Cyber safety expert, Liz Repking, visited St. Bernard’s School last month to speak with parents and students. She began her visit by speaking at a Parents Association meeting and then spoke with two groups of students: boys from grades V-VII and boys from grades VIII-IX. Ms. Repking intentionally covered similar topics in all three sessions with the hope of creating a foundation for productive conversations between parents and sons about cyber safety.
Ms. Repking spoke with parents about the challenges of raising children in a hyper digital age. She helped parents improve their cyber confidence by describing specific websites and apps that teenagers tend to use and explained which ones offer privacy settings. She also highlighted the importance of providing an escape route for their children. She believes children need to know that there is a path to safety if they find themselves in unsafe situations. Too often children meet with online predators because they are afraid of getting in trouble. Ms. Repking stressed the importance of offering a “golden ticket” or “get out of jail free card” to help children avoid dangerous situations.
She offered advice about creating safe usernames, making sure their sons are on private networks, and ensuring that their sons actually know their social contacts. She stressed the importance of creating a healthy digital road map for their families and suggested they include their children when planning. Her family designated tech-free zones and has set aside tech-free time, which has been great for them.
Ms. Repking’s talks with St. B’s boys were similar to her talk with parents, but the structure was more of a discussion where she asked the boys questions and encouraged comments. She began both talks by discussing digital citizenship and the privileges and responsibilities associated with it. She explained how people could become anyone they wanted to be online, which sometimes makes it difficult to identify online predators. They discussed that a social network is a collection of friends, not a tally of random followers. Ms. Repking also introduced the concept of the “golden ticket” where boys could make an agreement with their parents for one free pass, encouraging boys to make safe decisions rather than decisions based on the fear of getting in trouble.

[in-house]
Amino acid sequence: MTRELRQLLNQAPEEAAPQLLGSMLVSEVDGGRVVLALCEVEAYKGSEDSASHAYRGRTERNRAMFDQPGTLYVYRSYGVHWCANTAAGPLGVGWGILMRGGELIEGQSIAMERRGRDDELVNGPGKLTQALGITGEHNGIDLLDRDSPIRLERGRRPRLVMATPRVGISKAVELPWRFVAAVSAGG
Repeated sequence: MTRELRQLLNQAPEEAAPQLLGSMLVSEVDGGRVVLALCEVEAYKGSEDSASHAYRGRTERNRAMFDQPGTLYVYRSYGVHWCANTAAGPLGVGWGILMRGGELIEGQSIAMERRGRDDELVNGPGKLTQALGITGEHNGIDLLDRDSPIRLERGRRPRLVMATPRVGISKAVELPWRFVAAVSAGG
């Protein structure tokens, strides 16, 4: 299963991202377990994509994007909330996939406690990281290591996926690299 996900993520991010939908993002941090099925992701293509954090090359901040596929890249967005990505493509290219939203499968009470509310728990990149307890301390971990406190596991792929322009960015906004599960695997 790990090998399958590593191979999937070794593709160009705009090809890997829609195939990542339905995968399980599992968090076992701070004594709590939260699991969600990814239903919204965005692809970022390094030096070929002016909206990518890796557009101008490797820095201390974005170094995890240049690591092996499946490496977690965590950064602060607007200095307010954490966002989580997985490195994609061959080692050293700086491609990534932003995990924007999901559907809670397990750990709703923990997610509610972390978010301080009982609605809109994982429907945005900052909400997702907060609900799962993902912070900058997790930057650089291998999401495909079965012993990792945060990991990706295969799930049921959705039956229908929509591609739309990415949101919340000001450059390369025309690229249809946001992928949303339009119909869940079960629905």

When talking about social media, Ms. Repking reminded boys that what they post online stays there forever, even after they think it has been deleted. She encouraged the boys to pause before they post and to think about “what would happen if…” She reminded boys that their posts affect their reputations, and they will not have a chance to defend what has been posted. Additionally, she explained how their online reputations could affect their futures. She encouraged boys in fifth, sixth, and seventh grades to be “Upstanders” by doing something nice to a person who is being targeted or bullied. Her discussion with the eighth and ninth graders expanded to include sexting and how their online reputations could affect college admissions.
Ms. Repking covered a remarkable amount of material through these sessions and built strong foundations for many conversations to continue. St. Bernard’s extends gratitude to Ms. Repking for teaching our community and for facilitating discussions about these important issues. The school also extends special thanks to the Parents Association for arranging Ms. Repking’s visit.
|Third Graders Research Influential Black Leaders|
In honor of Black History Month, St. Bernard’s third graders have been learning about influential black leaders throughout American history. Please enjoy several selections below written by boys from Mrs. FitzGerald’s class.